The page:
header Notes Collection

5 Franken 1939, Switzerland

in Krause book Number: 11i
Years of issue: 17.05.1939
Edition: Serie: 20A-21Z - 5 mln.
Signatures: Der Präsident des Bankrates: Prof. Dr. Gottlieb Bachmann (1939 - 1947), Der Hauptkassier: Herr Erich Blumer (1936 - 1954), Ein Mitglied des Direktoriums: Dr. Paul Rossy (1937 - 1955)
Serie: Second Series
Specimen of: 01.08.1913
Material: Cotton fiber
Size (mm): 125 х 70
Printer: Orell Füssli, Zürich

* All pictures marked magnify are increased partially by magnifying glass, the remaining open in full size by clicking on the image.

** The word "Specimen" is present only on some of electronic pictures, in accordance with banknote images publication rules of appropriate banks.

5 Franken 1939




5 Franken 1939

monumentOn the left, in a medallion, is the Swiss national hero - William Tell. The engraving on banknote is made after the monument to Tell in Altdorf, by the work of the Swiss sculptor Richard Kissling, finished in 1892. The name of monument - "William Tell and his son, Walter." It is probably his most famous work.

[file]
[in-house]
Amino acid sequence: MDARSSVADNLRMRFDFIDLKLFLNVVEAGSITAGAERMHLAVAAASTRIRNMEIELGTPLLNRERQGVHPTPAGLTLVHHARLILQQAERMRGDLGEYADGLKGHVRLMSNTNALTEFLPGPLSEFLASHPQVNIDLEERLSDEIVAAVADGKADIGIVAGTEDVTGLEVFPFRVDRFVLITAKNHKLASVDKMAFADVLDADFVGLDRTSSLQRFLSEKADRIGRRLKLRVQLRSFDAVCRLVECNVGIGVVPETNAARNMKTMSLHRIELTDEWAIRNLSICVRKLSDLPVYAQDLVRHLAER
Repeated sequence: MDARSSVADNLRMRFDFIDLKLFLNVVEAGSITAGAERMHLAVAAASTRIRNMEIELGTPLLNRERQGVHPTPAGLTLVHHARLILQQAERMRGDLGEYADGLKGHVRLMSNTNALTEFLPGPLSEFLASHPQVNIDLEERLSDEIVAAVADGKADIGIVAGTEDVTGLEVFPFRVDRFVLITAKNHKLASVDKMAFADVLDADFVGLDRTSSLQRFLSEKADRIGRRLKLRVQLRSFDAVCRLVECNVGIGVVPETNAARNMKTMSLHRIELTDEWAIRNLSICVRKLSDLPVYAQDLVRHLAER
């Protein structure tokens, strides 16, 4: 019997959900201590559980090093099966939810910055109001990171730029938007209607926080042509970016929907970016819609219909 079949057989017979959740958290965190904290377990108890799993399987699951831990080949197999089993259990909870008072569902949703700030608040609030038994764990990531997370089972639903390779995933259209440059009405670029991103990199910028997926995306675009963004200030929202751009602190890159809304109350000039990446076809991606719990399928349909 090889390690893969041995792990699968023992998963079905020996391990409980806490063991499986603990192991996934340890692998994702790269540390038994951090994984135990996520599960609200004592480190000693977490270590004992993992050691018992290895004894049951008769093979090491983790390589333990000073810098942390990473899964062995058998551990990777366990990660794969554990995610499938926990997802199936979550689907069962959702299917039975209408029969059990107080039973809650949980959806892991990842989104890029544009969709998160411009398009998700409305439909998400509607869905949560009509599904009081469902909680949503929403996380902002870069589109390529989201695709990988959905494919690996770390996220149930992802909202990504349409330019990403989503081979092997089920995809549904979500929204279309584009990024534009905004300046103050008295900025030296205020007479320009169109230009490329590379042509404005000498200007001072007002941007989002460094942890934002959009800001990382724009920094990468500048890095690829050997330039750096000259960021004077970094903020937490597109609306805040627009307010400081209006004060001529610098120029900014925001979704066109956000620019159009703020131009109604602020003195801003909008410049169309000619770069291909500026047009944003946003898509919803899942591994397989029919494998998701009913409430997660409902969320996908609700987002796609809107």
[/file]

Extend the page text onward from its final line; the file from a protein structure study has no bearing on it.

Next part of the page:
William Tell (in the four languages of Switzerland: German: Wilhelm Tell; French: Guillaume Tell; Italian: Guglielmo Tell; Romansh: Guglielm Tell) is a folk hero of Switzerland. His legend is recorded in a late XV-century Swiss illustrated chronicles.

It is set in the time of the original foundation of the Old Swiss Confederacy in the early XIV century. According to the legend, Tell - an expert marksman with the crossbow - assassinated Gessler, a tyrannical reeve of Habsburg Austria positioned in Altdorf, Uri.

Along with Arnold von Winkelried, Tell is a central figure in Swiss patriotism as it was constructed during the Restoration of the Confederacy after the Napoleonic era.

monumentThere are several accounts of the Tell legend. The earliest sources give an account of the apple shot, Tell's escape and the ensuing rebellion. The assassination of Gessler is not mentioned in the Tellenlied, but is already present in the White Book of Sarnen account.

The legend as told by Tschudi (ca. 1570) goes as follows:

"William Tell, who originally came from Bürglen, was known as a strong man, mountain climber, and an expert shot with the crossbow. In his time, the Habsburg emperors of Austria were seeking to dominate Uri. Albrecht (or Hermann) Gessler, the newly appointed Austrian Vogt of Altdorf, raised a pole in the village's central square, hung his hat on top of it, and demanded that all the townsfolk bow before the hat.